Haiti: Cholera Update

Yesterday (11/09/10) The New York Times carried a detailed article on the cholera crisis that is plaguing Haiti, which seems to have been made worse by Hurricane Tomas which brushed the country last weekend causing twenty-one deaths, destroying more than a thousand homes and leaving more than 6,500 people homeless. The reporter found one man waiting at a rural clinic holding in his arms his three-year-old son who had unrelenting diarrhea and was on the verge of death. The death toll from the cholera outbreak has now passed 500 victims. People know the water in the Artibonite River north of Port-au-Prince is contaminated with cholera-causing bacteria but they have no choice other than to bath in it or drink from it because they have no money to buy bottled water. Some people put Clorox in the water before drinking it, even though the taste is terrible.

Later in the day, the news turned worse. Up to then the cholera had been confined to the Antibonite region which consists largely of rice paddies and small settlements. The great fear was that the cholera epidemic would spread south to Port-au-Prince and sweep through the tent cities where sanitation is already a huge problem. The cases of cholera that had been treated in Port-au-Prince where confined to people who were infected outside of the capital and later traveled there. But yesterday, a three-year-old boy living in a tent camp contracted the illness. He had never been to the cholera zone. The hurricane’s torrential rains must have spread the cholera to Port-au-Prince. If it is not quickly contained, it could be another dreadful disaster that will inflict even more misery on the poor.

During my eight-day-long trip to Haiti in October I once again stayed in the Girardo-ville slum, intentionally living with the poor, living without running water or electricity. I shared my humble abode with mice and rats that ate the candy I brought with me for the kids.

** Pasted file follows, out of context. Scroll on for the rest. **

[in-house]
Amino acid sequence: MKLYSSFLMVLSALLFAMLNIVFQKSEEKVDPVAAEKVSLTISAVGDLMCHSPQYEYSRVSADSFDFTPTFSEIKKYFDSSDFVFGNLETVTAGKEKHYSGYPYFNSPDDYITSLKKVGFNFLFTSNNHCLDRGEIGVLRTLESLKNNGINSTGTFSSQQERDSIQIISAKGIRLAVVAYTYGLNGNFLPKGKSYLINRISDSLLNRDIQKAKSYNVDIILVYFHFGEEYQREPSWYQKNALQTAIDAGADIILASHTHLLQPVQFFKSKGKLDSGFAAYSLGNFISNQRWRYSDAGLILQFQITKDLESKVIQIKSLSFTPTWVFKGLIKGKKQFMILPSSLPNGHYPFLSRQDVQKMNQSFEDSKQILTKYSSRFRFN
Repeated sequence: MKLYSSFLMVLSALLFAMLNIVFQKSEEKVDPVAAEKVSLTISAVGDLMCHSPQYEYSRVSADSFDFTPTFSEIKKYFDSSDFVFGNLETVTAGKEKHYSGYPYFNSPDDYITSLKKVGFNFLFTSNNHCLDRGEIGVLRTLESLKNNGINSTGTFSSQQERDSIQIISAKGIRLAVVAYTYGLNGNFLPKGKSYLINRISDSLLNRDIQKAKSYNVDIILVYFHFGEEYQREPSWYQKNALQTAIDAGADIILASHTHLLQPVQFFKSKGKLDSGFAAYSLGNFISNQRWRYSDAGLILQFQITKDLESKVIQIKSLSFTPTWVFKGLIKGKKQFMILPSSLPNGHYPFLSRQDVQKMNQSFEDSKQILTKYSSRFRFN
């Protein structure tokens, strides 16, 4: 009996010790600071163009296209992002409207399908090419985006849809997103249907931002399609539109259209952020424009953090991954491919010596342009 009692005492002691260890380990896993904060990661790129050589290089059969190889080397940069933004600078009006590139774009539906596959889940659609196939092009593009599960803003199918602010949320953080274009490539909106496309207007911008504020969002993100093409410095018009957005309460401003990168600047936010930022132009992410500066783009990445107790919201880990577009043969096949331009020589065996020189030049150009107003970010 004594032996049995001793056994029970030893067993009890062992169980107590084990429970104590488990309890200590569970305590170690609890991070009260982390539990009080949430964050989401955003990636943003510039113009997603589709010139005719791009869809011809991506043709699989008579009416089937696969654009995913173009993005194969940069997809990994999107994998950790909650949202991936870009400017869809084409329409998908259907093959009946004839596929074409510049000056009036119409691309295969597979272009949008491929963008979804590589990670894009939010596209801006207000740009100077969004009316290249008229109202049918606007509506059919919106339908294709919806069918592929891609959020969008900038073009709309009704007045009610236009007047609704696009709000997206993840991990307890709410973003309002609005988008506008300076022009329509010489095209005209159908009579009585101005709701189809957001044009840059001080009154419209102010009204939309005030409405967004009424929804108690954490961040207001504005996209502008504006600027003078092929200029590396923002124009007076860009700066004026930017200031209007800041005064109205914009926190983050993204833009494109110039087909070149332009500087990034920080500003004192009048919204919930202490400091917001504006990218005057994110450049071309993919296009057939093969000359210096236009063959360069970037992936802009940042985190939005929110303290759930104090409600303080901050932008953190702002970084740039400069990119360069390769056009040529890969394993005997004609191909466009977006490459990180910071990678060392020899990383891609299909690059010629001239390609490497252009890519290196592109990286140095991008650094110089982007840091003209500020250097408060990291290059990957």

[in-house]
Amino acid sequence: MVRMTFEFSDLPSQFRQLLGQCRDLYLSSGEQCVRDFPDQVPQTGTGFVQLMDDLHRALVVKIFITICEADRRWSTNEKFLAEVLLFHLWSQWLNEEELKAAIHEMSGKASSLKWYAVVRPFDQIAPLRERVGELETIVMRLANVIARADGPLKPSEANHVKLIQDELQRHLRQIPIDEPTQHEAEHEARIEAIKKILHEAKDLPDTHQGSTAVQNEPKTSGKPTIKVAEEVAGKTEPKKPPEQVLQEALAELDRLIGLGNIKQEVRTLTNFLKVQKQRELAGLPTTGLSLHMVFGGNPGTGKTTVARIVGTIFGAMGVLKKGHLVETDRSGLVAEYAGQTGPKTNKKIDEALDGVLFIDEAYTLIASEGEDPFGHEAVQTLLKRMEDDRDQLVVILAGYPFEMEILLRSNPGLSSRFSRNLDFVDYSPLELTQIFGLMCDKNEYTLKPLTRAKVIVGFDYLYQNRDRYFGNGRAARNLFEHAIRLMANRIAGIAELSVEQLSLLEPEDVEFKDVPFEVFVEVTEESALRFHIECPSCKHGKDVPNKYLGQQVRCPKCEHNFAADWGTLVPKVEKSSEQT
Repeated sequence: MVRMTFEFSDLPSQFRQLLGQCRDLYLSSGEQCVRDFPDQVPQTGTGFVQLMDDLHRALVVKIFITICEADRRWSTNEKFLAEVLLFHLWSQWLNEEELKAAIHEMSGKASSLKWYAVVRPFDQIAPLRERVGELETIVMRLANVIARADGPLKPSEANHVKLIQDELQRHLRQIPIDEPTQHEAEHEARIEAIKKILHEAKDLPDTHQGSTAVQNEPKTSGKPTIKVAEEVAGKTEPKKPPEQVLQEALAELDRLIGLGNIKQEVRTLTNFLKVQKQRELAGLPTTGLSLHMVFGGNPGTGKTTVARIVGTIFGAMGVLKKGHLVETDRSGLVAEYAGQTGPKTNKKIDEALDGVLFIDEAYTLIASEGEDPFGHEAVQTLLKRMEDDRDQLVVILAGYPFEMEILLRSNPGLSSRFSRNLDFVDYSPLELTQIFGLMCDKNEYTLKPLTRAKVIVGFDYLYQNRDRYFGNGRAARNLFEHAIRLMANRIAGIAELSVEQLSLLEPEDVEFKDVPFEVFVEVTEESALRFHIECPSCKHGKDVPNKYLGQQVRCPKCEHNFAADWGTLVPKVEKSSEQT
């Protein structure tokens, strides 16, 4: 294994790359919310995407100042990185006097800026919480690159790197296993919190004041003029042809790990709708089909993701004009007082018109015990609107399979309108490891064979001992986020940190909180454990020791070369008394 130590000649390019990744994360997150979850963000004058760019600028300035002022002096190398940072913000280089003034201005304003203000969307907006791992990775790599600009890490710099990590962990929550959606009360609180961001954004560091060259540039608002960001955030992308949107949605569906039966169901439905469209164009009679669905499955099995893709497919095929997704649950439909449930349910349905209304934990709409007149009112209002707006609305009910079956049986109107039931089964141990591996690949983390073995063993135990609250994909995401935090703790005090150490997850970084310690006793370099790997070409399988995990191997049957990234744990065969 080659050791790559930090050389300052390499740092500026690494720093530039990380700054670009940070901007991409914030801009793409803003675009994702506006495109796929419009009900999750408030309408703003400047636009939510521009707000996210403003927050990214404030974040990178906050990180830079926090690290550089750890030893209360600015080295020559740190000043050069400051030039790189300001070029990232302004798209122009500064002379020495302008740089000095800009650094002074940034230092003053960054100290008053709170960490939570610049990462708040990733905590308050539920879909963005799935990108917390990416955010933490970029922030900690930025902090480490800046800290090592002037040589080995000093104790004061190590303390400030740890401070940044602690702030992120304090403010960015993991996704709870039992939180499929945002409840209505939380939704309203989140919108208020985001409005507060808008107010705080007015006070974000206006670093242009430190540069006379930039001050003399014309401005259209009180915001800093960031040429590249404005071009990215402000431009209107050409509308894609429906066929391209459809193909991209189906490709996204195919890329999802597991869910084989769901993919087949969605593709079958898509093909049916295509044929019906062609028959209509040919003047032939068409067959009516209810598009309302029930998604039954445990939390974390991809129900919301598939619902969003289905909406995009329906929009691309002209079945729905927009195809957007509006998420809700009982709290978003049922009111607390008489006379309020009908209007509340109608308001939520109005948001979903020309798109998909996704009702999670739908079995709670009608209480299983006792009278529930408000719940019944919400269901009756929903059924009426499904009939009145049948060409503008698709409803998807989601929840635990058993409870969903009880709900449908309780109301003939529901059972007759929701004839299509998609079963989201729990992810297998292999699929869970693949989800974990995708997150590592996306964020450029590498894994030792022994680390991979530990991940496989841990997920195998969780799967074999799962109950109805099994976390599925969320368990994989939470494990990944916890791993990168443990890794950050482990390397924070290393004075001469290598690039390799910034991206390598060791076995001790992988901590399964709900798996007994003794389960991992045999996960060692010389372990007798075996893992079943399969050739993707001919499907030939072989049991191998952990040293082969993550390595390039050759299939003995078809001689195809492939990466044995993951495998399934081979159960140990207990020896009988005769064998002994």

One day I hired a guy to take me around Port-au-Prince on his motorcycle. It was an exhilarating four hours. I welcomed the freedom to be out working and able to tell him to stop whenever I spotted something I wanted to photograph. I took many photographs while riding on the moving motorcycle. And we covered a great deal of territory, including an extensive drive around downtown. We went to the massive Chavez market and to the outskirts of Cité Soleil. On a number of occasions, I got off and walked and he followed me on the bike, making sure I was safe. On one occasion, he locked the bike and escorted me through a tent city. I was thrilled when he managed to get me passed security and inside the collapsed cathedral where I was able to take many dramatic photographs. Having been to virtually all the places he took me right after the earthquake or in March, I was able to see how many of the collapsed buildings had been cleared and the rubble removed. But many, many structures still must be cleared. The streets were jammed with traffic. Getting around is still a chore. The streets were lined with street vendors. The pollution is horrific, with countless old trucks pumping thick black exhaust into the air. There is life among the rubble, and I documented much of it. I will be going back to Haiti in December.

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